With the aftermath of US elections, the war against "fake news," and new developments at the site of the Dakota Access pipeline dominating national headlines, the Syrian conflict has largely fallen off the radar. However, some American politicians are clearly focused on Syria, particularly on advancing the US' long-standing push for regime change within the secular, Middle Eastern nation. The US Congress took advantage of national attention directed elsewhere to pass a controversial bill during a special session in which normal rules were suspended. This bill, House Resolution (HR) 5732, also known as the "Caesar Syria Civilian Protection Act," calls for the intensification of sanctions against Syria and any nation that does business with them, undermines diplomacy efforts, and prepares for a "no fly zone."
The most concerning part of is undoubtedly the preparation for a "no fly zone," which would likely lead to full-scale war between the US and Russia over control of Syrian airspace. A "no fly zone" would prevent the Syrian Air Force or the Russian Air Force from flying in Syrian airspace and would be in clear violation of Syria's national sovereignty. The term became infamous in 2011 when a US-backed "no fly zone" allowed for the US-supported toppling of Libyan leader Muammar Gaddafi, whose absence has led to a disastrous vacuum of power and transformed the once prosperous nation into a state of anarchy and poverty. Top US generals and prominent journalists have all agreed that a "no fly zone" in Syria would necessitate a declaration of war with both Russia and Syria, a war which would undoubtedly quickly escalate into a disastrous, potentially nuclear global conflict.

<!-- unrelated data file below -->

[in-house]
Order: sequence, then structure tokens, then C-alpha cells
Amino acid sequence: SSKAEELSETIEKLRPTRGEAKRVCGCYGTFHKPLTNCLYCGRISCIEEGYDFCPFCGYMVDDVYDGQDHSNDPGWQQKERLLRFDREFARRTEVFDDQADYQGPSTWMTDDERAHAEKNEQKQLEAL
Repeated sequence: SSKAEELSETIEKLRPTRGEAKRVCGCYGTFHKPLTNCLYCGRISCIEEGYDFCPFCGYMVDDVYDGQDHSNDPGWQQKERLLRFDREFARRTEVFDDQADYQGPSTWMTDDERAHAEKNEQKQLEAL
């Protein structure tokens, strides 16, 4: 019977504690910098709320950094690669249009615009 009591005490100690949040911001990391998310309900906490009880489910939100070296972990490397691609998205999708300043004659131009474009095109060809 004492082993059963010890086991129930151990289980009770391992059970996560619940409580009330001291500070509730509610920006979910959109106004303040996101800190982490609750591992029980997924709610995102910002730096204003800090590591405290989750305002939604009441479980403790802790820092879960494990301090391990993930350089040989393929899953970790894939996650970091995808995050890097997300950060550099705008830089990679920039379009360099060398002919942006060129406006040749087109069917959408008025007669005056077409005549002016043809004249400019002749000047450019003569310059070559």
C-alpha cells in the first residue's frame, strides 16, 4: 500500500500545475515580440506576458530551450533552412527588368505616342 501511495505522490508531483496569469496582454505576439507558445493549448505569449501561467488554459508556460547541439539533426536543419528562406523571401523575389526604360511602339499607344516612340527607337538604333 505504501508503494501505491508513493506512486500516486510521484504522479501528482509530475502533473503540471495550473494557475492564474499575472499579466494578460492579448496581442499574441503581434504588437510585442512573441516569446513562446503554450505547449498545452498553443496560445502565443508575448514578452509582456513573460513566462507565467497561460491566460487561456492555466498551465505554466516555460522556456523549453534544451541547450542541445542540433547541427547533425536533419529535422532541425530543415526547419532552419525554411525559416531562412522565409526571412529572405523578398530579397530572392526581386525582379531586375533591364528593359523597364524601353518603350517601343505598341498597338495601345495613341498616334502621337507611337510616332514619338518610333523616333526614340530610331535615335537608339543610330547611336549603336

Normally, Congress only suspends normal rules for "non-controversial" bills such as the naming of federal buildings and offices. The bill is definitely in "controversial" territory as even the Obama administration opposes it. In this case, Democratic Congressmen Eliot Engel (D-NY) said the bypass of normal rules was taking place because: "We cannot delay action on Syria any further. […] If we don't get this legislation across the finish line in the next few weeks, we are back to square one." This seems to be a veiled reference to President-Elect Trump's opposition to a no-fly zone as well as the US policy of regime change abroad, though it remains to be seen if Trump will stand by this position upon becoming president.